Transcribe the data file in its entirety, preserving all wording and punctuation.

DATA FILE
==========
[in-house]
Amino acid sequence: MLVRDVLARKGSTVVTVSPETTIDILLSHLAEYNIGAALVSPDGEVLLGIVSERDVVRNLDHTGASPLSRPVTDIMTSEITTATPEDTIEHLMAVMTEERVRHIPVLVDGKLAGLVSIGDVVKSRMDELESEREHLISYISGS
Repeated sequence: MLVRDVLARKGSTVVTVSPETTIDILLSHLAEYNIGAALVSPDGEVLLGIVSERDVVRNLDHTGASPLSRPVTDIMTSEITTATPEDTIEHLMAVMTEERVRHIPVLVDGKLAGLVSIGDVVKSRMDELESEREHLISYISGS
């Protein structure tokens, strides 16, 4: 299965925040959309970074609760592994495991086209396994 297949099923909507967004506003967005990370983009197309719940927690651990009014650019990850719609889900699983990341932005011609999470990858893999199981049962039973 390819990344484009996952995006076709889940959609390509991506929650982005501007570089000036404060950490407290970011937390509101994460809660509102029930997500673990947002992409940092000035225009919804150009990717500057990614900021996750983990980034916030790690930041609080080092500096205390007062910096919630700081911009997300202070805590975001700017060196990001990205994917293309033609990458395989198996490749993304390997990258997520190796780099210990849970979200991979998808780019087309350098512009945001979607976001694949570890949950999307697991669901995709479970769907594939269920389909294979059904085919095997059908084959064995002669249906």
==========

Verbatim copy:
[in-house]
Amino acid sequence: MLVRDVLARKGSTVVTVSPETTIDILLSHLAEYNIGAALVSPDGEVLLGIVSERDVVRNLDHTGASPLSRPVTDIMTSEITTATPEDTIEHLMAVMTEERVRHIPVLVDGKLAGLVSIGDVVKSRMDELESEREHLISYISGS
Repeated sequence: MLVRDVLARKGSTVVTVSPETTIDILLSHLAEYNIGAALVSPDGEVLLGIVSERDVVRNLDHTGASPLSRPVTDIMTSEITTATPEDTIEHLMAVMTEERVRHIPVLVDGKLAGLVSIGDVVKSRMDELESEREHLISYISGS
């Protein structure tokens, strides 16, 4: 299965925040959309970074609760592994495991086209396994 297949099923909507967004506003967005990370983009197309719940927690651990009014650019990850719609889900699983990341932005011609999470990858893999199981049962039973 390819990344484009996952995006076709889940959609390509991506929650982005501007570089000036404060950490407290970011937390509101994460809660509102029930997500673990947002992409940092000035225009919804150009990717500057990614900021996750983990980034916030790690930041609080080092500096205390007062910096919630700081911009997300202070805590975001700017060196990001990205994917293309033609990458395989198996490749993304390997990258997520190796780099210990849970979200991979998808780019087309350098512009945001979607976001694949570890949950999307697991669901995709479970769907594939269920389909294979059904085919095997059908084959064995002669249906």